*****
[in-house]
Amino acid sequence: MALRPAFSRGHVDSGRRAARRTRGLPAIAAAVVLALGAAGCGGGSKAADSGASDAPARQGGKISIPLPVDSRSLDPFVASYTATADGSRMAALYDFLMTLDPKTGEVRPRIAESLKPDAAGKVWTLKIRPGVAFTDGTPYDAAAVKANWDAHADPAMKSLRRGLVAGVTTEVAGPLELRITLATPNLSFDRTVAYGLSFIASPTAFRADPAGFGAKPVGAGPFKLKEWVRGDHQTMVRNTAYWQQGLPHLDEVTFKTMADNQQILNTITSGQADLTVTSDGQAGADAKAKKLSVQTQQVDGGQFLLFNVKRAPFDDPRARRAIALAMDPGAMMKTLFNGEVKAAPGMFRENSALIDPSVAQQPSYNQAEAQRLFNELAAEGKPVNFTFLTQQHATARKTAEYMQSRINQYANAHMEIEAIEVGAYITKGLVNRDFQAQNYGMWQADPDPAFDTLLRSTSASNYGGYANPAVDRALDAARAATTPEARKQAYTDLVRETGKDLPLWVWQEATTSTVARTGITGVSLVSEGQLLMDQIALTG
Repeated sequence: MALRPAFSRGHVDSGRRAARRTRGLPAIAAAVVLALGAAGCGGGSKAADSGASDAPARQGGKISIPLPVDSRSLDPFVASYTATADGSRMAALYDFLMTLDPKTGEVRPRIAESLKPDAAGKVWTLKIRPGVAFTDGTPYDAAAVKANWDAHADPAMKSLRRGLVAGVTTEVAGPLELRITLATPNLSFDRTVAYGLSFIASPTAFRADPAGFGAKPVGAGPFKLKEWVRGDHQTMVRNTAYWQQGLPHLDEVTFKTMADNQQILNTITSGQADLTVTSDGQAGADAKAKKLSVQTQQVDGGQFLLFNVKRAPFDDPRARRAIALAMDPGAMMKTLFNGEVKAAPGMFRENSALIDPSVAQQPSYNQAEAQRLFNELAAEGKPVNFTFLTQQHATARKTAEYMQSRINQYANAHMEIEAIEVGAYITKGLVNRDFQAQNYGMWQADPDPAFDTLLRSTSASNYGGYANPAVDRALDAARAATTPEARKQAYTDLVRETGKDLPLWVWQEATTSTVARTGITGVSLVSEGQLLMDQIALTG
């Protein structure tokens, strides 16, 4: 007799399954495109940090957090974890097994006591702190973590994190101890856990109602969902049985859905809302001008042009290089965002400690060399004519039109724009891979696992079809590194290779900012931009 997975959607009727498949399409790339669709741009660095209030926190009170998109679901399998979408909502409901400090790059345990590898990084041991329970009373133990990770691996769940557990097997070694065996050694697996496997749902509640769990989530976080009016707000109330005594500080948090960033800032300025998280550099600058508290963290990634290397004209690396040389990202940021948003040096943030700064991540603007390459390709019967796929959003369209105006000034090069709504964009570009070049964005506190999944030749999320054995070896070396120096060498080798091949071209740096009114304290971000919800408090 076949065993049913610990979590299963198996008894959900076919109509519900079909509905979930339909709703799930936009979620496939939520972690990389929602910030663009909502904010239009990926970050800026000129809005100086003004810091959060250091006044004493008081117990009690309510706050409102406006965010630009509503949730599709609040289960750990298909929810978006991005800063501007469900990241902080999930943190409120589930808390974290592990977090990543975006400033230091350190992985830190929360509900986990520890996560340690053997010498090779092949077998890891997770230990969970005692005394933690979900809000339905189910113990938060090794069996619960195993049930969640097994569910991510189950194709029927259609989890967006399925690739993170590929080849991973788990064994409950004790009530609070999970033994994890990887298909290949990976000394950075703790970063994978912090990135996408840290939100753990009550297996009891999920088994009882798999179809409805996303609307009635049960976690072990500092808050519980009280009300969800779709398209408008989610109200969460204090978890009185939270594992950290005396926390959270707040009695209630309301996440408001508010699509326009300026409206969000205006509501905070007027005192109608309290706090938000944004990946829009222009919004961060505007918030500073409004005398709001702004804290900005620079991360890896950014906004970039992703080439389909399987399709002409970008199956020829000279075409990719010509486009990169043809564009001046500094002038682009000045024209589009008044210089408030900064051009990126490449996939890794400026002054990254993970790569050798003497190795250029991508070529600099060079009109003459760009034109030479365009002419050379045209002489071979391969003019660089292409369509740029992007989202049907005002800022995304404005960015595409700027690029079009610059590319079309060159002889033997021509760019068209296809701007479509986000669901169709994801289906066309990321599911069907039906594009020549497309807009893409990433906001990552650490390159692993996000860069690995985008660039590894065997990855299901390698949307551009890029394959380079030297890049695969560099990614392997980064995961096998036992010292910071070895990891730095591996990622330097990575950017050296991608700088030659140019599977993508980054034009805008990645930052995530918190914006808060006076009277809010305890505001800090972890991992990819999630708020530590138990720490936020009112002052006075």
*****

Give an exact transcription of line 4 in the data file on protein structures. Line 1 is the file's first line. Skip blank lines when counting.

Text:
């Protein structure tokens, strides 16, 4: 007799399954495109940090957090974890097994006591702190973590994190101890856990109602969902049985859905809302001008042009290089965002400690060399004519039109724009891979696992079809590194290779900012931009 997975959607009727498949399409790339669709741009660095209030926190009170998109679901399998979408909502409901400090790059345990590898990084041991329970009373133990990770691996769940557990097997070694065996050694697996496997749902509640769990989530976080009016707000109330005594500080948090960033800032300025998280550099600058508290963290990634290397004209690396040389990202940021948003040096943030700064991540603007390459390709019967796929959003369209105006000034090069709504964009570009070049964005506190999944030749999320054995070896070396120096060498080798091949071209740096009114304290971000919800408090 076949065993049913610990979590299963198996008894959900076919109509519900079909509905979930339909709703799930936009979620496939939520972690990389929602910030663009909502904010239009990926970050800026000129809005100086003004810091959060250091006044004493008081117990009690309510706050409102406006965010630009509503949730599709609040289960750990298909929810978006991005800063501007469900990241902080999930943190409120589930808390974290592990977090990543975006400033230091350190992985830190929360509900986990520890996560340690053997010498090779092949077998890891997770230990969970005692005394933690979900809000339905189910113990938060090794069996619960195993049930969640097994569910991510189950194709029927259609989890967006399925690739993170590929080849991973788990064994409950004790009530609070999970033994994890990887298909290949990976000394950075703790970063994978912090990135996408840290939100753990009550297996009891999920088994009882798999179809409805996303609307009635049960976690072990500092808050519980009280009300969800779709398209408008989610109200969460204090978890009185939270594992950290005396926390959270707040009695209630309301996440408001508010699509326009300026409206969000205006509501905070007027005192109608309290706090938000944004990946829009222009919004961060505007918030500073409004005398709001702004804290900005620079991360890896950014906004970039992703080439389909399987399709002409970008199956020829000279075409990719010509486009990169043809564009001046500094002038682009000045024209589009008044210089408030900064051009990126490449996939890794400026002054990254993970790569050798003497190795250029991508070529600099060079009109003459760009034109030479365009002419050379045209002489071979391969003019660089292409369509740029992007989202049907005002800022995304404005960015595409700027690029079009610059590319079309060159002889033997021509760019068209296809701007479509986000669901169709994801289906066309990321599911069907039906594009020549497309807009893409990433906001990552650490390159692993996000860069690995985008660039590894065997990855299901390698949307551009890029394959380079030297890049695969560099990614392997980064995961096998036992010292910071070895990891730095591996990622330097990575950017050296991608700088030659140019599977993508980054034009805008990645930052995530918190914006808060006076009277809010305890505001800090972890991992990819999630708020530590138990720490936020009112002052006075």